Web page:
To see how companies are keeping up with technology and trends in robotics, visit our community at:

https://swym.3ds.com/#community:179

To see the report The Rise of Robotics by the Boston Consulting Group, visit:

https://www.bcgperspectives.com/content/articles/business_unit_strategy_innovation_rise_of_robotics/

Why Products Are No Longer Enough: Consumers Today Buy Experiences

By Therese

Take a minute and think about the products you manufacture. Whether it’s in the area of High Tech, Consumer Goods, Transportation & Mobility, or any other industry, at the end of the day, it’s what motivates consumers to purchase that matters the most. And what motivates them more than the actual experience?

The consumers of today buy experiences—products are no longer enough. At the 3DEXPERIENCE FORUM North America, you can learn how to go beyond delivering great products and move to creating memorable experiences for your customers. Virtual Reality presents a significant impact on your customers and use of DELMIA solutions can take them there. Find out how we can help you manage and deliver the right product experience to your customers around the world.

Manufacturers like you can provide memorable experiences for customers using DELMIA solutions. We’ll help you navigate the future by enabling innovation and collaboration across the business ecosystem. DELMIA provides businesses like yours with 3DEXPERIENCE universes to improve the real world of Global Industrial Operations. Our DELMIA experts will be on hand to show your how you can meet your customers’ expectations for a unique, highly-personal experience tailored to their needs.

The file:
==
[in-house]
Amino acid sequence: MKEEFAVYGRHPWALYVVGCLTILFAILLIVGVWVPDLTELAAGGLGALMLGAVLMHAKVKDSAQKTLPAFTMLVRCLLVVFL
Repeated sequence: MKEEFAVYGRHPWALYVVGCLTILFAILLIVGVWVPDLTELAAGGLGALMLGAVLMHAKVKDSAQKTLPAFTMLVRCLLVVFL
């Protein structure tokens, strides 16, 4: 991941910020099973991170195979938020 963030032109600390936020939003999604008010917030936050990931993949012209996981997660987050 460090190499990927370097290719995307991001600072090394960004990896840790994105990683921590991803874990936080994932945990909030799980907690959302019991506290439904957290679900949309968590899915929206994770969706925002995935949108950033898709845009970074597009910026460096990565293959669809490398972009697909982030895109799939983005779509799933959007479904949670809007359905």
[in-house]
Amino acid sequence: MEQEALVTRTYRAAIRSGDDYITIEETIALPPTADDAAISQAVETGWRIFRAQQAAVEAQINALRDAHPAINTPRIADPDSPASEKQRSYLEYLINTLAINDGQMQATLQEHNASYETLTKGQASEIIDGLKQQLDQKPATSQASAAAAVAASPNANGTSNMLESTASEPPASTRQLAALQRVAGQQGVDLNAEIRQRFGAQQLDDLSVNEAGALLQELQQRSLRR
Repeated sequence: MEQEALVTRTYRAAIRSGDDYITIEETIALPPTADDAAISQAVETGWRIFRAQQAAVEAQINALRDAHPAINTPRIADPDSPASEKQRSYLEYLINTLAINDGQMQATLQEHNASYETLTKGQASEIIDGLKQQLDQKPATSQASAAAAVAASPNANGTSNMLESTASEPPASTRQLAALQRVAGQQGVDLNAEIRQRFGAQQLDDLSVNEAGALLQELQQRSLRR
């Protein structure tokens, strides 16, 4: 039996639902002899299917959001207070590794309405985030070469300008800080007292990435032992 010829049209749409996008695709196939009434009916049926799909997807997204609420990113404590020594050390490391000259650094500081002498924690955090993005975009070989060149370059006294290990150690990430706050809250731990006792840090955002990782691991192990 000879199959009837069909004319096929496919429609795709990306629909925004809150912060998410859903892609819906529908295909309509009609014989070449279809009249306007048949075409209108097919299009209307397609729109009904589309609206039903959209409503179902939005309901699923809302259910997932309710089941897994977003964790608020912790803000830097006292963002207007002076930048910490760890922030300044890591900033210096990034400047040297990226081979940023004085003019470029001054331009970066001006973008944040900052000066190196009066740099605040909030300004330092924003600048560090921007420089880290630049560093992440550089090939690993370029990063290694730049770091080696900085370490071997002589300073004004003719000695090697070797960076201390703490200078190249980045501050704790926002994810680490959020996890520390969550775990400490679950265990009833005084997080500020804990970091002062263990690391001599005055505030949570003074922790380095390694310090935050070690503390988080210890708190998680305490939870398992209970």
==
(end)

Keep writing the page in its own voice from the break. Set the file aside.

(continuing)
3DEXPERIENCE_Forum_Vegas_PMH_Bkft_Nov14

Join Us for the 3DS Brand Leader’s Breakfast with Patrick Michel

Hear more about the latest advancements in manufacturing at the 3DEXPERIENCE Forum North America from DELMIA’s VP of User Experience and Marketing, Patrick Michel. Patrick will reveal how to go beyond delivering great products and move toward creating memorable experiences for your customers. Meet with him on Wednesday November 12 at 7 A.M. to hear how. When registering here, be sure to check the “3DS Brand Leader’s Breakfast” option.

After the forum, continue the technical conversation on Manufacturing. Go where all the experts are. Join the conversation at a DELMIA Community now!